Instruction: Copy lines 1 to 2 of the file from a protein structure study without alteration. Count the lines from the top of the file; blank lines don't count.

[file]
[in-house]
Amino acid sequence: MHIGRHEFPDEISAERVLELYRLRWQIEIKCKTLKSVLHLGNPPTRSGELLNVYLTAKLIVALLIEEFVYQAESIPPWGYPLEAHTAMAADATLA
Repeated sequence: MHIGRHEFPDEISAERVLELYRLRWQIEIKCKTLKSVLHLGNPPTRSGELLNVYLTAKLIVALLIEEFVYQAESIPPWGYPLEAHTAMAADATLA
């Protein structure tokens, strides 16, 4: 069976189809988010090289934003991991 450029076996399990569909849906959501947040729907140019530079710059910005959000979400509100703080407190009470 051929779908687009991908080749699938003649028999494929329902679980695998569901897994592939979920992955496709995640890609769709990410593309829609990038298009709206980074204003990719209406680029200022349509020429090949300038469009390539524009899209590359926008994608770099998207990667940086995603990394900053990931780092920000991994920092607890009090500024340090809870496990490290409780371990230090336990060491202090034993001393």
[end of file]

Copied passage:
[in-house]
Amino acid sequence: MHIGRHEFPDEISAERVLELYRLRWQIEIKCKTLKSVLHLGNPPTRSGELLNVYLTAKLIVALLIEEFVYQAESIPPWGYPLEAHTAMAADATLA